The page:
It becomes a carnival of sight, sounds and smell—a street theater of the crowding masa seeking options for their salvation needs, costumed penitents, faith healers, rows of palm readers and Tarot-shuffling fortune tellers, ballon-mongers, and flower vendors for altar offerings. A profusion of make-do stalls hawk a dizzying array of wares for the faithful and alternative rituals — candles in a variety of colors and shapes for specific spells and counter spells, incense, tawas, lotions and snake oils. Icons and cellophaned-wrapped figurines of the Sto. Niño, Nazarene, and the Virgin Mary in laminates, wood or plaster. Anting-antings, pendants and talismans. Rosaries in all sizes and prices. Leaves, twigs, sprigs, seeds, roots, juices or decoctions of herbal medicinal plants – fresh, dried or powdered, bundled, bottled or bagged, decocted for a sundry of day-to-day maladies or desperate needs. And in the air, a composite of odors, buried in each other, of urban pollution and refuse, burning candles, wilting medicinal plants, incense, and multitudinous sweat, intermittently relieved by doses of scents wafting from stringed sampaguitas. Outside the church, the faithful patiently shuffles in their long communion lines. Inside, they cram to the doors, many busily digesting the homily, some beading through rosaries in silent prayer, while some clutch at their cellphones frantically texting . . .their prayers. And outside, high above in a corner of the church facade, lords a a giant flat-screen LCD television from which the priest renders his hymns and homily, and after the services, replaced by a static image of the Nazarene, probably pondering this festival of prayer and commerce.

Time was, Quiapo's renown was not just the Church and the Nazarene. There was also Plaza Miranda, the square that abuts the church, site of political rallies and "meeting de avances." It was the place that provided a stage for the voices of dissent, the freedom to discourse and debate. President Ramon Magsaysay once uttered: "Can we defend this in Plaza Miranda?" There was a time when the question resounded as affirmation for the ideas and the freedoms Plaza Miranda stood for. But so suddenly, it came to an end. August 21, 1971, during the Liberal Party's political campaign rally, two hand grenades tossed on-stage claimed the life of a 5-year old child and Manila Times photographer Ben Roxas, and left scores injured in its wake. It was Plaza Miranda's death knell. Initially, the incumbent President Marcos was blamed. In turn, he blamed the communists, and suspended the writ of habeas corpus, and soon after, declared Martial Law. In the aftermath, Plaza Miranda ceased to be. Now it stands a historical footnote, refurbished by architectural facelifts, adorned with plaques and sculptures that celebrate its past - a past probably lost to the masa's recurring street theater of religion and the alternative.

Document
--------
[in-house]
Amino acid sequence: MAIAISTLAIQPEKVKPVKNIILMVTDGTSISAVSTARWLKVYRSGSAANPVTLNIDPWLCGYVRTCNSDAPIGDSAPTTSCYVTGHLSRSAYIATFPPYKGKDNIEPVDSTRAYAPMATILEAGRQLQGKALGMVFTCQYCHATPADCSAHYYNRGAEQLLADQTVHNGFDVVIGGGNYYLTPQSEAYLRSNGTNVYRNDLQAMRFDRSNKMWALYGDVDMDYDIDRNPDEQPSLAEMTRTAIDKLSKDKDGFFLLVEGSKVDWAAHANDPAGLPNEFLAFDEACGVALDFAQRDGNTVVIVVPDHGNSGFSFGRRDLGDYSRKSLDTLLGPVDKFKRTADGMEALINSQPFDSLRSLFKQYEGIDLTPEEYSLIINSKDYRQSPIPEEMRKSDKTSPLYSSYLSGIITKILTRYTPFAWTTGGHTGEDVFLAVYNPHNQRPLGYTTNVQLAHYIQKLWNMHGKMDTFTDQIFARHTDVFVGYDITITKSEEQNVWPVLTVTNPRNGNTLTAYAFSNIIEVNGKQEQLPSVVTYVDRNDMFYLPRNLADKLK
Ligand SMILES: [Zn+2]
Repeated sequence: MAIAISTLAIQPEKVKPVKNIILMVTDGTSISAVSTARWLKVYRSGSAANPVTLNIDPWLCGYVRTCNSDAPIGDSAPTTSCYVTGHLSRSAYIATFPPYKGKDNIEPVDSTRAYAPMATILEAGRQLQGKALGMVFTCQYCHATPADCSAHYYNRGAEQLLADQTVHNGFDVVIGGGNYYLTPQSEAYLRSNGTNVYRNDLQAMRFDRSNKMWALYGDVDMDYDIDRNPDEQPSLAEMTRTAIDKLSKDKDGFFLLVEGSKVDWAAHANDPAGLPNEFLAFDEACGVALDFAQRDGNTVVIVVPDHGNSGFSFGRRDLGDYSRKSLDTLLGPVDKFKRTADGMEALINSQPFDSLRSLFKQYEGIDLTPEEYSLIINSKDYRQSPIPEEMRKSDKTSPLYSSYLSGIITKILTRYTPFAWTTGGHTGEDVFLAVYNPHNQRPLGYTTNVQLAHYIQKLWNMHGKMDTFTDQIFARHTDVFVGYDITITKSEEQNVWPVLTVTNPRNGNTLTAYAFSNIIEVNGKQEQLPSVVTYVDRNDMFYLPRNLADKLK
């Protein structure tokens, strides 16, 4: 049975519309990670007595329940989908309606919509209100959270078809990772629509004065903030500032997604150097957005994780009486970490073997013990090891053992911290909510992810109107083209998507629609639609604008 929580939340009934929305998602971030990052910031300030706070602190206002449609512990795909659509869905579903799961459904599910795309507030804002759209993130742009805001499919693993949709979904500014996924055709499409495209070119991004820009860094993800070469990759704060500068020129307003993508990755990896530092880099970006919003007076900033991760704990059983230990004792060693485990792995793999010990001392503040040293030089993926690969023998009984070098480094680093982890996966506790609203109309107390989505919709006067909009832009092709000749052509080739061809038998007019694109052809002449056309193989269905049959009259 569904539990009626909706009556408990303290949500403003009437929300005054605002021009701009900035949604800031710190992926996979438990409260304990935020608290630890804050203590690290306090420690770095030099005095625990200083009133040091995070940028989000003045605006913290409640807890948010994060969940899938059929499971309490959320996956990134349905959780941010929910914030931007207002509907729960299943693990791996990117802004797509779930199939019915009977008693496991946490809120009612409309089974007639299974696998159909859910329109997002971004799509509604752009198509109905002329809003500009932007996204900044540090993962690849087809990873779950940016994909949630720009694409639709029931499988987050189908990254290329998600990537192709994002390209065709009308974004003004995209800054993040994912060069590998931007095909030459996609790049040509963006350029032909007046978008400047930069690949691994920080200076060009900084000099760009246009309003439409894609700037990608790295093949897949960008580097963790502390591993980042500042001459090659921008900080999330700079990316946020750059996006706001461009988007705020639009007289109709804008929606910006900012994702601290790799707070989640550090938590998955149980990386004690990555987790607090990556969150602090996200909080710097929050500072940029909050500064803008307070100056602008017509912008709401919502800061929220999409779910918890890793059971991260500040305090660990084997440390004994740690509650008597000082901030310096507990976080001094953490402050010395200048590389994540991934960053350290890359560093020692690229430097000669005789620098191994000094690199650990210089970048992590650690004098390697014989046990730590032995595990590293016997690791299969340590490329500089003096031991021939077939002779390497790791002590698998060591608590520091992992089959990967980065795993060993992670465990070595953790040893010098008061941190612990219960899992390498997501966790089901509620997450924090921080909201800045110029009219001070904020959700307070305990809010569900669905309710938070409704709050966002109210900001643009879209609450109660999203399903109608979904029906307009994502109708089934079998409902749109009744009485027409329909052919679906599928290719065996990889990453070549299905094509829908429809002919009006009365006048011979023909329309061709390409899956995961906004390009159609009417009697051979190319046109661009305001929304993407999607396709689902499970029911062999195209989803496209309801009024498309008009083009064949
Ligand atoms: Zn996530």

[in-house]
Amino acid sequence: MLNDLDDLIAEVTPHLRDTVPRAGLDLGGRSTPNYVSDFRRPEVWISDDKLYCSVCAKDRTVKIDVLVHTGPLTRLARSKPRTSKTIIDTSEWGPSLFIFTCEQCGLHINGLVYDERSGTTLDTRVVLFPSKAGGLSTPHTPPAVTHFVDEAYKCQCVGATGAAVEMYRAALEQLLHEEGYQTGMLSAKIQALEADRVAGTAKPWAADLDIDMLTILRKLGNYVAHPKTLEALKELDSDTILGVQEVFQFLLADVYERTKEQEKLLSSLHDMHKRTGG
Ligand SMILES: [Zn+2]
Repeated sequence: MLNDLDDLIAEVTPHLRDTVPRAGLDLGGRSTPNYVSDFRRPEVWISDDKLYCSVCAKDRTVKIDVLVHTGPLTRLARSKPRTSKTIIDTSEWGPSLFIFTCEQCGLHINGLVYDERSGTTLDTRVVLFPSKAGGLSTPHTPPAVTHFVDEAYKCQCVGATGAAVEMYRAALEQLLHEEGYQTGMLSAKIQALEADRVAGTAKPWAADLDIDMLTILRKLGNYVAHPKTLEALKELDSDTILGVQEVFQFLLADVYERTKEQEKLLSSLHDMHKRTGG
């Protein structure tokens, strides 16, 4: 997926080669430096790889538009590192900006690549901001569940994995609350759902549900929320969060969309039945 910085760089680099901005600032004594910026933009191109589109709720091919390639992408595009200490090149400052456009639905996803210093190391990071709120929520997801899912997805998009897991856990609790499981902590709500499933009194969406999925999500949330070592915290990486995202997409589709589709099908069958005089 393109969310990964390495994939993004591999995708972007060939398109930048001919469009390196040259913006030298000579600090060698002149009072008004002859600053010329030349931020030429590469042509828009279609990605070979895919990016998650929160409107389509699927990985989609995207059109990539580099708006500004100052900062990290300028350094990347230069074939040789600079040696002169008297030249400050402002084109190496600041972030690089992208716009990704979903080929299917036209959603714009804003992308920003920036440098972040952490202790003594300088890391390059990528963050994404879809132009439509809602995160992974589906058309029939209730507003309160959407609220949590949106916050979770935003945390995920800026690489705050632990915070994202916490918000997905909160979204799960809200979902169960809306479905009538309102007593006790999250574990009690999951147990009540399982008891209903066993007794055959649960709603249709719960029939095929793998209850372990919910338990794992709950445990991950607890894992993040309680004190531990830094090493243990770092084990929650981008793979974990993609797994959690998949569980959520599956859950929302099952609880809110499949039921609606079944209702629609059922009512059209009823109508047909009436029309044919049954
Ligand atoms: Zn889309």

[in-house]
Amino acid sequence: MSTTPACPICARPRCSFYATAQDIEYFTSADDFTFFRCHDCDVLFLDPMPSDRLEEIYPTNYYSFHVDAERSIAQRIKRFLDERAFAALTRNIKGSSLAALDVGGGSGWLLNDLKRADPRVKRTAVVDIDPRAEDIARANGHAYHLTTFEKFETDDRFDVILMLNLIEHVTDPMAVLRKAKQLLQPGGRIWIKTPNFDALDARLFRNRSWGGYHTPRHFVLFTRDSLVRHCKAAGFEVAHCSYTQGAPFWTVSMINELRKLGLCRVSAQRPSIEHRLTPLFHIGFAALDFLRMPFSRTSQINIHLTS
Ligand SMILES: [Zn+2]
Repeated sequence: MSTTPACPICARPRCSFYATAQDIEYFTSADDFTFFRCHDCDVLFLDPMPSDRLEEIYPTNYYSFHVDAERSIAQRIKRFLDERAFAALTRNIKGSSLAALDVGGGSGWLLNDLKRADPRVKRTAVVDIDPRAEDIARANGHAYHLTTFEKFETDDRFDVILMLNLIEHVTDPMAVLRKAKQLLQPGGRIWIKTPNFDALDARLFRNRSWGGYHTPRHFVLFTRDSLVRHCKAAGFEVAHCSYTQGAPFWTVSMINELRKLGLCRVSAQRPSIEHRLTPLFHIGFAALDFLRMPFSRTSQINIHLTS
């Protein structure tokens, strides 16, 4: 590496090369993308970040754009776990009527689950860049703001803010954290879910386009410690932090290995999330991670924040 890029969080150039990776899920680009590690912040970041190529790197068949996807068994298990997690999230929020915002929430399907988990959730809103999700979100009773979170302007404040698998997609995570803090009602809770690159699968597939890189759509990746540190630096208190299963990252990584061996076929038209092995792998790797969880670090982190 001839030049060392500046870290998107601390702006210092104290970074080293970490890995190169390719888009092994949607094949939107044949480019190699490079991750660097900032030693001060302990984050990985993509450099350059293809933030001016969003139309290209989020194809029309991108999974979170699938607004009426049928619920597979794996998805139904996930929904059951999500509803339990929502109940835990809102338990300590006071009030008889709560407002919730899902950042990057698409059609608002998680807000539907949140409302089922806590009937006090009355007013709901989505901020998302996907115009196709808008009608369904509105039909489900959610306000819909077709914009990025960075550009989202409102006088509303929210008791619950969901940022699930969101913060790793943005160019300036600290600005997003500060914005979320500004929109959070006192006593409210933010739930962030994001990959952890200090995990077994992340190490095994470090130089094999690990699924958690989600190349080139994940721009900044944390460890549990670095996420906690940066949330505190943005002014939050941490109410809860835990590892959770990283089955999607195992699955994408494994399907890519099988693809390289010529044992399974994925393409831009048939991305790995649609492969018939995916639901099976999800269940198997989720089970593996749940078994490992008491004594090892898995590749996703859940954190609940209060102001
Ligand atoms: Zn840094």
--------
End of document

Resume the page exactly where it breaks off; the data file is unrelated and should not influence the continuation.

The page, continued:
In January, the annual procession honoring the Black Nazarene is held.
A week-long festivity that starts with a novena on the first of January, culminating on the 9th of the month with a massive and multitudinous procession in the frenzied fervor of a sea of men escorting the 150-pound image of the Señor, all straining and struggling to touch the statue, for a hope, for a wish, for the desperate miracle. (More: Nazarene Festival 2011/
the Nazarene Festiaval 2012) / Nazarene Festival 2016

Quiapo is what remains of that triumvirate of a more glorious past – Escolta, Sta. Cruz, and Quiapo – that once veritable "downtown" destination for the shopping and movie-house needs of the burgis and the studentry of the university belt. And for Quiapo, the church is what remains, anchor to its perimeter of thriving third-world commerce.

And for the intrepid traveler or the peripatetic soul with a little daring, for the flavor of the fringe and a fascinating window to a culture, any Friday is worth that half-day trip and venture to Quiapo.

Last Update November 2011

Additional Sources and Suggested Readings
A Study on Filipino Culture: THE DEVOTION TO THE BLACK NAZARENE OF QUIAPO by M. M. Aguinaldo, Ed. D., MMA Publications
A wonderful historical and field guide to Quiapo and the Black Nazarene culture.
The Nazarene Festival / Jan 2012 / by Godofredo U. Stuart
The Nazarene Festival / Jan 2011 / by Godofredo U. Stuart
The Nazarene Festival / Jan 2016 / by Godofredo U. Stuart